Let’s talk about knitting.
For those who read both my knitting series and my general series, you’ll know that I’m turning 24 this month.
I thought that now would be a good time to reflect on how I’ve grown as a knitter.
It’s hard to believe that when I first started knitting, I was only about eight years old. I made a few scarves, all riddled with holes and uneven sides as I made accidental increases or decreases.
Years later, I remember picking it back up again and feeling even more clueless than I was at eight. I recall finding a cool pattern on Ravelry and being so determined to knit it. It was a cowl that was knit flat, but seamed at the end. It had some mock cables, and called for worsted weight yarn.
It’s hard to believe, but I had absolutely no idea what worsted weight meant, and could not make sense of the descriptions online. So I popped into my local Joann’s and looked for something that said worsted, ending up with this terribly itchy wool that was, indeed, worsted weight. Though of corse, most of the things on the other shelves would have also qualified.
My next challenge came when I simply could not figure out how to purl. I kept watching tutorial after tutorial on YouTube, and I couldn’t figure out why it wasn’t turning out right.
Eventually, I finally came to terms with the fact that I was knitting wrong. Now you may think that there’s no right or wrong way to knit, but that’s not true. If you physically cannot do a purl stitch because of the way you hold the needles, you’re doing it wrong.
This was probably around the age of eighteen or nineteen.
I found the two cowls I knit in that pattern recently. One wasn’t too bad, but the other must have lost some stitches at the end, because it was not the same size from start to finish.
After this extensive learning experience, I mostly dropped the knitting again for a few years. Not until I was laid up for six weeks, unable to put any weight on my left foot after surgery, did I start to get truly serious about knitting.
Taylor started coming over regularly, like the amazing friend that she is, and we would sit and knit together to help alleviate my boredom.
When I say I got serious, I mean it. I went from rarely picking up needles, to having them in my hands every day, pumping out project after project.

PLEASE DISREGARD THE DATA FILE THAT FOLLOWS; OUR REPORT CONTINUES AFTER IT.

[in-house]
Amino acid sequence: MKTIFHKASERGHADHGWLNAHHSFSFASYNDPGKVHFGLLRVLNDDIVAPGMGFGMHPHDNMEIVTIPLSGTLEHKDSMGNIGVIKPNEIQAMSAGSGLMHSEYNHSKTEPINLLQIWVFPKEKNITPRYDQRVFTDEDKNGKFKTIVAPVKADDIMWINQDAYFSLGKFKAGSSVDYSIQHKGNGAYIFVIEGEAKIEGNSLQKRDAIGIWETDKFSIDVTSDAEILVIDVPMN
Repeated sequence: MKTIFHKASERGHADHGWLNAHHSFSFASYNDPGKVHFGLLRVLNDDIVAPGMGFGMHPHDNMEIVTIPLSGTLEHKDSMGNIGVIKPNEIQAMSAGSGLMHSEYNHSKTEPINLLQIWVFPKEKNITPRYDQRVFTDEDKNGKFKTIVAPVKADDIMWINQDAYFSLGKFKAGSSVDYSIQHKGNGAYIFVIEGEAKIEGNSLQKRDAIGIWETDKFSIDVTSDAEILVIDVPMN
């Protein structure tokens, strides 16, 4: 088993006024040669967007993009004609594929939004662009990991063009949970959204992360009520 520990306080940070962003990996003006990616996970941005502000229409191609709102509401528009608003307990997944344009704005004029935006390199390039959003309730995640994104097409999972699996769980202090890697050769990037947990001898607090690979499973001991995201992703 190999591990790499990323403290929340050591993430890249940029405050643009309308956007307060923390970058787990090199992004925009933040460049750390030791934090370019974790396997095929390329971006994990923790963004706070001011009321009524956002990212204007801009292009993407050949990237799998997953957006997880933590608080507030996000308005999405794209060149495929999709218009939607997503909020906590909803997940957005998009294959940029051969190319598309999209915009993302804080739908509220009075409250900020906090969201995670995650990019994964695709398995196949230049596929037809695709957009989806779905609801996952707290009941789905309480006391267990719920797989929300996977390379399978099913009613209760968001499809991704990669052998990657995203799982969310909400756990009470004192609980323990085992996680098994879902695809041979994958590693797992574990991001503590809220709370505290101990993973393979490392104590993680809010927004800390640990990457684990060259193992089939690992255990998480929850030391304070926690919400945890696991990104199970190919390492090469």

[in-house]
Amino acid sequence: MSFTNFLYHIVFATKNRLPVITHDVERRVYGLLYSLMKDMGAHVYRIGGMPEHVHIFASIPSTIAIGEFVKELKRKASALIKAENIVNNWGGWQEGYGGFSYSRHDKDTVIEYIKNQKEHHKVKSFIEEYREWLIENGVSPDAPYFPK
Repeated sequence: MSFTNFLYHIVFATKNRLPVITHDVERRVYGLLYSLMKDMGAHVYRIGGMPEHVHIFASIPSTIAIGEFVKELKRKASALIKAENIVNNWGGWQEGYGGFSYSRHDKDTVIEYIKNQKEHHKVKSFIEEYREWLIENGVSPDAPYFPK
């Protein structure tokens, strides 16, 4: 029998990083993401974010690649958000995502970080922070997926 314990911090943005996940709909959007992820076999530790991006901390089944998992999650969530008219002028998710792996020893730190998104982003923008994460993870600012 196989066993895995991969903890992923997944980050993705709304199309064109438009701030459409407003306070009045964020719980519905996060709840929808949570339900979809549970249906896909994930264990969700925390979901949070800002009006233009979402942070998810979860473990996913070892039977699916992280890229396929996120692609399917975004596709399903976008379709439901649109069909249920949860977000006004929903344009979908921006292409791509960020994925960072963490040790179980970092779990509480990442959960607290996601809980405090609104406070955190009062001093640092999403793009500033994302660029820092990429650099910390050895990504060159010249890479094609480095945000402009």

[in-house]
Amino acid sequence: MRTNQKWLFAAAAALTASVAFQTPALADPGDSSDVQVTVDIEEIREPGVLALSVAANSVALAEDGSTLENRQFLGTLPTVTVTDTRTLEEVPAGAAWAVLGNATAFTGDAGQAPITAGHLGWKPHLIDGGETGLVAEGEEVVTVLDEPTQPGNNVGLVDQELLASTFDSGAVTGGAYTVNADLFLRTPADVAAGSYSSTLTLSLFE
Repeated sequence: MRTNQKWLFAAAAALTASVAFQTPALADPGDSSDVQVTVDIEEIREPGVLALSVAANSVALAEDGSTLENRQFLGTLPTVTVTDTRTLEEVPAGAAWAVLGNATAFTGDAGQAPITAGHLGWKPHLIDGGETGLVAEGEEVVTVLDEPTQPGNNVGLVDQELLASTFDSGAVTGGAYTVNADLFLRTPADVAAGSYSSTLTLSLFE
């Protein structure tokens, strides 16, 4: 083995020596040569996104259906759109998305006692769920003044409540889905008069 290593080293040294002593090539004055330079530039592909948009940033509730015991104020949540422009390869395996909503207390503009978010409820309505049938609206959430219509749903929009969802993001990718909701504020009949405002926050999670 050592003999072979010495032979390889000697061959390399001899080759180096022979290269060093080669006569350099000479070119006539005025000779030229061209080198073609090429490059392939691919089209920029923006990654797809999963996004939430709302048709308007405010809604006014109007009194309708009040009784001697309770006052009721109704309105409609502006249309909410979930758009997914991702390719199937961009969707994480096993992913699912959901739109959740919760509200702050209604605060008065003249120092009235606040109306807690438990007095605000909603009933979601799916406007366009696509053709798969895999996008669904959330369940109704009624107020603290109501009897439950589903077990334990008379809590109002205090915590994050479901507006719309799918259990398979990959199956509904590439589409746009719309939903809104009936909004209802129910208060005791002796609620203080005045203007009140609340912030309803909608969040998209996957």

I started out making mitered squares for a quilt that I never ended up putting together, but in the process perfected my knits and purls, and learned my increases and decreases.
I did my first colorwork piece. A pair of fingerless gloves made with Red Heart that said Police Box on them, a gift for my friend who had gotten me into Doctor Who, which was another big alleviator of boredom during my healing time. It was also my first project knit on double point needles, a huge step up for me.
I taught myself to make some knit flowers that I found a pattern for, and really found my stride with those increases and decreases.
After that, I made a set of double knit coasters. Can’t for the life of me remember how to do double knitting now, but I know that I’m definitely capable, because those coasters sit on the coffee tables at my parents’ house to this day.
While I kept up the crafting – making a blanket for my grandmother while she was in hospice care, and learning to crochet to make my mom some slippers in the style that my great-grandmother always used to do for the whole family – it wasn’t until after I came home from Paris that I really started identifying myself as a knitter.
While in Paris, I made my first Hitchhiker, a staple in my pattern library now, and that pretty much cemented my fate.
Although I’ve still got a few knitter rights of passage to go through yet – I’ve yet to make my first sweater – I am unabashedly proud of my progress. I’ve gone from being incapable of purling, to being confident enough in my knitting to write a blog about it in just a few years!
I think that’s pretty good, if I do say so myself.